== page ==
‘Briton’ is among four people killed in ongoing hotel siege carried out by jihadists in Somali capital
- Al-Shabaab militants stormed the Villa Rose hotel in Somalia’s capital Mogadishu
- A British man was reportedly among four people killed in the hotel siege
- Hotel siege is ongoing, with gunfire and explosions still being heard 12 hours on
A British man is reportedly among four victims who were killed by Al-Shabaab militants in Somalia after they stormed a popular hotel in Somalia’s capital Mogadishu last night.
The Briton, who arrived in Somalia less than two weeks ago, was shot dead by the gunmen as they opened fire at guests inside the popular Villa Rose hotel.
The hotel siege is still ongoing today – gunfire and explosions could still be heard more than 12 hours after the militants, wearing suicide vests, stormed the hotel near the presidential palace in a hail of bullets.
Mohamed Dahir, an official from the national security agency, said the gunmen were holed up in a room at the Villa Rose surrounded by government forces.
‘So far we have confirmed the death of four people’, he said, adding that others had been rescued from the besieged venue.
‘Very soon the situation will return to normal.’
Mohamed Doodishe, the country’s security minister, was among those injured in the attack. He was among scores of people who were rescued from the hotel.
The Villa Rose is frequented by politicians and located in a secure central part of the capital just a few blocks from the office of Somalia’s President Hassan Sheikh Mohamud.
Al-Shabaab, a militant group affiliated with Al-Qaeda that has been trying to overthrow Somalia’s central government for 15 years, claimed responsibility for the attack.
Police said the gunmen rushed into the hotel in Bondhere district at around 8:00 pm (1700 GMT) on Sunday and an operation was under way to ‘eliminate’ them.
More than 12 hours later, witnesses near the scene described still hearing loud explosions and gunfire.
The hotel siege is ongoing – gunfire and explosions could still be heard more than 12 hours after the militants stormed the hotel near the presidential palace in a hail of bullets (file image)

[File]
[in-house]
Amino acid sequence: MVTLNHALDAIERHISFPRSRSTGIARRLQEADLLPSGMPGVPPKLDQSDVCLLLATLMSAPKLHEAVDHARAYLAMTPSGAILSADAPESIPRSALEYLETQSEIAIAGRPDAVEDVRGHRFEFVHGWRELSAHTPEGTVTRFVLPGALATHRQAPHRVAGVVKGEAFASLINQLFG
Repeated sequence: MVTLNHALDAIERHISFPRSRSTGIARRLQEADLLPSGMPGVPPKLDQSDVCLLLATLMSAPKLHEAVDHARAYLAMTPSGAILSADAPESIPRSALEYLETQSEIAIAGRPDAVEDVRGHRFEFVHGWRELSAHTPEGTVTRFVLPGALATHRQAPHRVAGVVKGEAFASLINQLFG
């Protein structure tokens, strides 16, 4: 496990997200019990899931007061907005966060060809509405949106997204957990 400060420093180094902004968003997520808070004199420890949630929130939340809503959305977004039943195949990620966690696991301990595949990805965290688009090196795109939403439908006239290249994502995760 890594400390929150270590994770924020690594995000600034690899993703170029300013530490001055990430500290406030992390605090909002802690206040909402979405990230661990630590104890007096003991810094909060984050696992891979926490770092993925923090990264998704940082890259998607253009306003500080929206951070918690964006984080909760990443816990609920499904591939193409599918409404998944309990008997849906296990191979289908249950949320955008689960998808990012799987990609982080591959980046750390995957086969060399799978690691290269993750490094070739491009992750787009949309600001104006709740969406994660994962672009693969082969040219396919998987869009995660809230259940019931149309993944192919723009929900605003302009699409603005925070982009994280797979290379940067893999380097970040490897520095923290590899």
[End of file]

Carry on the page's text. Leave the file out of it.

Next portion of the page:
‘I saw several military vehicles with special forces heading towards the hotel, and a few minutes later, there was heavy gunfire and explosions,’ said local witness Mahad Yare.
Scores of people were rescued from the hotel.
Abdi Hassan, a government worker who lives near the hotel, told the Associated Press that he believes several government officials were inside the hotel when the attack started.
Some were seen jumping the perimeter wall to safety while others were rescued, he said.
In a statement late Sunday, the African Union Transition Mission in Somalia (ATMIS), a 20,000-strong military force drawn from across the continent, praised the ‘swift’ security response to the attack.
On its website the Villa Rose describes the hotel as the ‘most secure lodging arrangement in Mogadishu’ with metal detectors and a high perimeter wall.
Al-Shabaab has intensified attacks against civilian and military targets as Somalia’s recently-elected government has pursued a policy of ‘all-out war’ against the Islamists.
On October 29, two cars packed with explosives blew up minutes apart in Mogadishu followed by gunfire, killing at least 121 people and injuring 333 others
The security forces, backed by local militias, ATMIS and US air strikes, have driven Al-Shabaab from central parts of the country in recent months, but the offensive has drawn retribution.
On October 29, two cars packed with explosives blew up minutes apart in Mogadishu followed by gunfire, killing at least 121 people and injuring 333 others.
It was the deadliest attack in the fragile Horn of Africa nation in five years.
At least 21 people were killed in a siege on a Mogadishu hotel in August that lasted 30 hours before security forces were able to overpower the militants inside.
The UN said earlier this month that at least 613 civilians had been killed and 948 injured in violence this year in Somalia, mostly caused by improvised explosive devices (IEDs) attributed to Al-Shabaab.
The figures were the highest since 2017 and a more-than 30-percent rise from last year.